This story starts almost a year after ‘Symphony in Blue’, which was released in 2017. You do not need to read that book to get the story in this one. In fact, I wonder if it was more of a hindrance for me since Mallory was not cast in a good light in that book. I had to get over the previous feelings of Mallory being self-centered and just plain inconsiderate and warm up to her in this story. It helped that Mallory does allude to her shortcomings and shows growth through the book.
This was a straightforward tale with no angst in it. Characters were rational and took their time to know each other. The relationship developed over time and at no point felt unrealistic. Ms. Duncan does a great job describing things such as little courtesies towards each other that allows the romance to feel genuine. The author also did a fantastic job of creating the setting. The ballet scenes were great and one could feel the anxiety and magnitude of the events within the scenes. More palpable though, was the beauty of it all. And I am not even close to being a ballet fan.
On the downside, the book felt drawn out a bit. There was no conflict at all in this story except for executing the ambitious show to perfection. The age difference came up once and it was simply an acknowledgment of it. Parents loved the mains so no conflict there either. Heck, the mains’ hectic schedules did not really affect anything either. The presence of a few typos seemed uncharacteristic for this author as well. That said, Duncan kept me reading as she usually does.
Overall, a solid slow-burn romance that will especially appeal to music/dance fans. 3.5 stars.
‘Listen’ is part of the ‘Senses’ series by this author along with ‘Taste’ and ‘Touch’. It’s the story of Lily Croft, a former Classical music’s child prodigy who quit music altogether unable to handle the pressure of her career. She now suffers from anxiety and works as an actuary trying to keep to herself. One day she hears beautiful piano music coming from The Leading Note, a music education charity. Slowly she gets drawn to the place and its founder, Hope D’Marco, who is a very talented musician. Will Lily bring her walls down to accept Hope into her world or will her anxiety prove to be too much?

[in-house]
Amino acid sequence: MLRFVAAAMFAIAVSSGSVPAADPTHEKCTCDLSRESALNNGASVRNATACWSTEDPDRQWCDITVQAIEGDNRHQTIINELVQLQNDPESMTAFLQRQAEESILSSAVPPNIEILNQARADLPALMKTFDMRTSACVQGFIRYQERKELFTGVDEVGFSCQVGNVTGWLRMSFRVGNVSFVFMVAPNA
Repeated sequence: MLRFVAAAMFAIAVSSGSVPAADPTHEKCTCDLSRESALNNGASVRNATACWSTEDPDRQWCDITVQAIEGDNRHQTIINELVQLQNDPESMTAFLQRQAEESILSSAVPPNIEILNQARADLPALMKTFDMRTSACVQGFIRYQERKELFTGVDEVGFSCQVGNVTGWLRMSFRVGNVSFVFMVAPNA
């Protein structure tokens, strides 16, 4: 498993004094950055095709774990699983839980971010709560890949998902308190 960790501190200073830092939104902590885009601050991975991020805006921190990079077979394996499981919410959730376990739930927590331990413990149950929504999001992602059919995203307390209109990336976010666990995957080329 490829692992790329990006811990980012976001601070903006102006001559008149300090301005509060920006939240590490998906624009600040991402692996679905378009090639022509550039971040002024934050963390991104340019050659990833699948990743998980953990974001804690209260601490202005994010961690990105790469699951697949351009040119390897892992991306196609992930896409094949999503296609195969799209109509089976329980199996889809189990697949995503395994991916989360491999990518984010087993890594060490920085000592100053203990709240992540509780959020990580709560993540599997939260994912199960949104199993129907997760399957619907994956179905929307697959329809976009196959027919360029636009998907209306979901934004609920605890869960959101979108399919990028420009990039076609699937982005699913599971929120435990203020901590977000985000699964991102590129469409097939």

This novel is written in first person, as it is usual for Ms. Bryant, from the point of view of Lily. In my opinion, it is the right choice as the reader spends a lot of time in Lily’s headspace and can experience how anxiety affects her. The author, a sufferer of anxiety herself, has poured her heart out in this book. My understanding of this subject has increased exponentially from seeing it as an outsider to an insider perspective. It’s curious how Ms. Bryant stresses the role of music in calming her own anxiety and how music is the source of conflict for Lily. Anxiety comes in many forms.
After a childhood full of pressure to perform as the music prodigy she was, music for Lily is something to conquer, not a source of pleasure. By contrast, random surrounding noises calm her down. Hope understands this perfectly and prompts her to describe what she can hear in different life situations. That simple mechanism seems to bring about Lily’s musicality without any anxiety. Ms. Bryant describes this soundscape with some exquisite metaphors, it’s true what they say that music is everywhere. The whole book is beautifully written and makes the reader’s heart go out to people suffering from anxiety or any sort of mental health issue.